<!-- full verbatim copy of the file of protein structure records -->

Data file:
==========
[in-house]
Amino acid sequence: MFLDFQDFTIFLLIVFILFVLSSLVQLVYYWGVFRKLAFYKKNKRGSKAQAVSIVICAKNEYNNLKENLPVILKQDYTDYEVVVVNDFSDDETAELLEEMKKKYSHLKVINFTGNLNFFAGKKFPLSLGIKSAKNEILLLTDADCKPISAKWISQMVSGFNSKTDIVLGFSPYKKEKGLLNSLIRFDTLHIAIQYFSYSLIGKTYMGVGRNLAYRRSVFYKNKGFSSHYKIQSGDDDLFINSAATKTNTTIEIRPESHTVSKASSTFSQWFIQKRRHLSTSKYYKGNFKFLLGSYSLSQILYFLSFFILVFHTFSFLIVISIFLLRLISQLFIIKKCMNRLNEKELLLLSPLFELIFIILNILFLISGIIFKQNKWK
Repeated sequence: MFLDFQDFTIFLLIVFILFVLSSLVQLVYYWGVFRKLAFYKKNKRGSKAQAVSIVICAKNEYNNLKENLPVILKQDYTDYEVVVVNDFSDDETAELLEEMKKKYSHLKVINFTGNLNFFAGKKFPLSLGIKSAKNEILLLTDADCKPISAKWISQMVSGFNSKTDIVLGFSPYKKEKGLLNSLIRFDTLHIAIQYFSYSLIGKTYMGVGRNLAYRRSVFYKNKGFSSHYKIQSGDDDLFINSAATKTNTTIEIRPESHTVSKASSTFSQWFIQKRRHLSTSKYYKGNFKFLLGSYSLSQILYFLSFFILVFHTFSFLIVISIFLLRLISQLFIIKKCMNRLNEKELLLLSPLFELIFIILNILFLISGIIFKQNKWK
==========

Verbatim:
[in-house]
Amino acid sequence: MFLDFQDFTIFLLIVFILFVLSSLVQLVYYWGVFRKLAFYKKNKRGSKAQAVSIVICAKNEYNNLKENLPVILKQDYTDYEVVVVNDFSDDETAELLEEMKKKYSHLKVINFTGNLNFFAGKKFPLSLGIKSAKNEILLLTDADCKPISAKWISQMVSGFNSKTDIVLGFSPYKKEKGLLNSLIRFDTLHIAIQYFSYSLIGKTYMGVGRNLAYRRSVFYKNKGFSSHYKIQSGDDDLFINSAATKTNTTIEIRPESHTVSKASSTFSQWFIQKRRHLSTSKYYKGNFKFLLGSYSLSQILYFLSFFILVFHTFSFLIVISIFLLRLISQLFIIKKCMNRLNEKELLLLSPLFELIFIILNILFLISGIIFKQNKWK
Repeated sequence: MFLDFQDFTIFLLIVFILFVLSSLVQLVYYWGVFRKLAFYKKNKRGSKAQAVSIVICAKNEYNNLKENLPVILKQDYTDYEVVVVNDFSDDETAELLEEMKKKYSHLKVINFTGNLNFFAGKKFPLSLGIKSAKNEILLLTDADCKPISAKWISQMVSGFNSKTDIVLGFSPYKKEKGLLNSLIRFDTLHIAIQYFSYSLIGKTYMGVGRNLAYRRSVFYKNKGFSSHYKIQSGDDDLFINSAATKTNTTIEIRPESHTVSKASSTFSQWFIQKRRHLSTSKYYKGNFKFLLGSYSLSQILYFLSFFILVFHTFSFLIVISIFLLRLISQLFIIKKCMNRLNEKELLLLSPLFELIFIILNILFLISGIIFKQNKWK